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Argyle Chair
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Marks of the Trade
by Bob Brooke


Trademarks are everywhere—on food and beverage packaging, automobiles, tools, and often on antiques like pottery, metalware, and jewelry. But the trademarks seen today are a far cry from those of ancient times.

Early examples of trademarks were often associated with the identities of the owners or makers of specific goods. Although some of the earlier trademarks date as far back as 5000 BCE, the identifiable marks used back then are vastly different from how they’re defined today.

In ancient Egypt, the practice of attaching seals or marks to products was widely used. Around 4,000 years ago, producers began by attaching simple stone seals to products which, over time, evolved into clay seals bearing impressed images, often associated with the producer's personal identity. Some of the earliest use of maker's marks, dating to about 1,300 BCE, have been found in India.

A trademark identified a product's origin, so craftsmen would include unique images and signs on their products for easier recognition. Trademarks in ancient China appeared on gold coins and seals, which included unique imprints or drawings in the metal to identify the owner or manufacturer. And Roman blacksmiths who made swords impressed them with their trademarks.

    In the 12th century, King Edward I enacted a new law prohibiting jewelers from selling their creations unless each piece included a stamp from the Goldsmith's Hall, the royal office in London. If any jeweler attempted to create a counterfeit hallmark, the punishment was death. A merchant mark is a personal mark that was used between the 13th and 16th centuries by European merchants and traders. In fact, a merchant mark is commonly believed to be the earliest form of a modern trademark. A merchant's mark typically included the trader's name, serving as a guarantee of quality for the purchased goods.

In 1266, King Henry III of England passed the first legislative act concerning trademarks requiring all bakers to use a distinctive mark for the bread they sold.

Other notable trademarks that have been used for a long time include Stella Artois, which claims use of its mark since 1366, and Löwenbräu, which claims use of its lion mark since 1383.

The idea of adding emblems began in medieval Europe. In fact, emblems and other designs richly adorned decorated suits of armor, jackets, hats, and harnesses worn by the horses in the 15th century. A form of trademark, called a hallmark, began to appear on items made of silver and gold to ensure quality.

The first modern trademark laws emerged in the late 19th century. In 1857, the French Government passed the "Manufacture and Goods Mark Act" creating the first comprehensive trademark system in the world. In Britain, the Merchandise Marks Act 1862 made it a criminal offense to imitate another's trade mark “with intent to defraud or to enable another to defraud.”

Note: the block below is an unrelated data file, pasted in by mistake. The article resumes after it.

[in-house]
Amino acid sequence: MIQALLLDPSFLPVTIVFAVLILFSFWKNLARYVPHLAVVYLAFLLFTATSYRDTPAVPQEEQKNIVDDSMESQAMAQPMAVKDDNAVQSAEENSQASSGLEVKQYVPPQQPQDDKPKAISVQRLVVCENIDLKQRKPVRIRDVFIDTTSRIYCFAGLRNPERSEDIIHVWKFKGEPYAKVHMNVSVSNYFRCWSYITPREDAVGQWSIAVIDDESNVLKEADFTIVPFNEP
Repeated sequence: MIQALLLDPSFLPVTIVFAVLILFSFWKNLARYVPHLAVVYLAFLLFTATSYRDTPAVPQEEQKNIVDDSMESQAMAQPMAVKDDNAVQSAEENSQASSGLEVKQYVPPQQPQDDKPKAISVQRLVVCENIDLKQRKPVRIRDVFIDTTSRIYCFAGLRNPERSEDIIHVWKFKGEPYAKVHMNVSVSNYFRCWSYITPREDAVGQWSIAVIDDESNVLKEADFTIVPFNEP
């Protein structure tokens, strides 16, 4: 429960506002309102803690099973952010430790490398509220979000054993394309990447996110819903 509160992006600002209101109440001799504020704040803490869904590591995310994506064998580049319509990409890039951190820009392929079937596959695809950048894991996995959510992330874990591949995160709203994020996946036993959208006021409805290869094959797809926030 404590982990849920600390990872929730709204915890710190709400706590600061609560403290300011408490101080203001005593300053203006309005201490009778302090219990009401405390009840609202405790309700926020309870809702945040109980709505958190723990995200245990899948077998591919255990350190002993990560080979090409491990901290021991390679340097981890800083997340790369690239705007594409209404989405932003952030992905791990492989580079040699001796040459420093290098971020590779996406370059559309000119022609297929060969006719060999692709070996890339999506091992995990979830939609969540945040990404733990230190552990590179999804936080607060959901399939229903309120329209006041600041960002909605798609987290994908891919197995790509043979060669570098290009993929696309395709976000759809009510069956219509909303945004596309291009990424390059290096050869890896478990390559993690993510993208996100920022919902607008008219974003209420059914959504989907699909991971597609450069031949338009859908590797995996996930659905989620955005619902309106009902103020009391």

In 1875, the British Parliament passed the Trade Marks Registration Act which allowed formal registration of trademarks at the United Kingdom Patent Office for the first time. Registration, considered proof of ownership of a trademark, began on January 1, 1876.

The symbols ™, the trademark symbol, and ®, the registered trademark symbol, can be used to indicate trademarks; the latter is only for use by the owner of a trademark that has been registered.

Styles of Trademarks
Since the latter part of the 19th century, a trademark has typically been a name, word, phrase, logo, symbol, design, image, or a combination of these. There’s also a range of non-conventional trademarks based on color, smell, or sound, such as like jingles.

Essentially, a trademark is to exclusively identifies the individual or company producing a product or service.

People often use terms such as "mark", "brand" and "logo" interchangeably with "trademark." But the term "trademark" can also include any device, brand, label, name, signature, word, letter, numerical, shape of goods, packaging, color or combination of colors, smell, sound, movement or any combination which distinguishes goods and services of one business from those of others. It must be able to be represented graphically and must be applied to goods or services for which it’s registered.

It's often a shorthand symbol which is easier to recognize and remember than a larger or more complex one. Applying a shorthand mark to a product or packaging is more practical. Such is the case with marks on china and pottery on which the manufacturer stamps or embosses their trademark symbol on the base.

Using the TM or (R) symbols near the mark indicates to competitors and consumers that registration of the mark is pending or in force. These symbols also state that any unauthorized use of the trademark could result in legal consequences and warn competitors of the mark's legal registration and protections. Trademarks actively promote company which made the product, whether it be Wedgwood for pottery, Anchor-Hocking for glassware, or Honda or GM for automobiles.

Use of Trademarks Today
As the purpose of the trademark is to identify a particular source of the product, rather than the product itself, trademark owners should always use their trademarks as adjectives modifying a generic product name, and set off with capitalization or a distinctive typeface, as a guard against the trademark becoming the generic name of the product.

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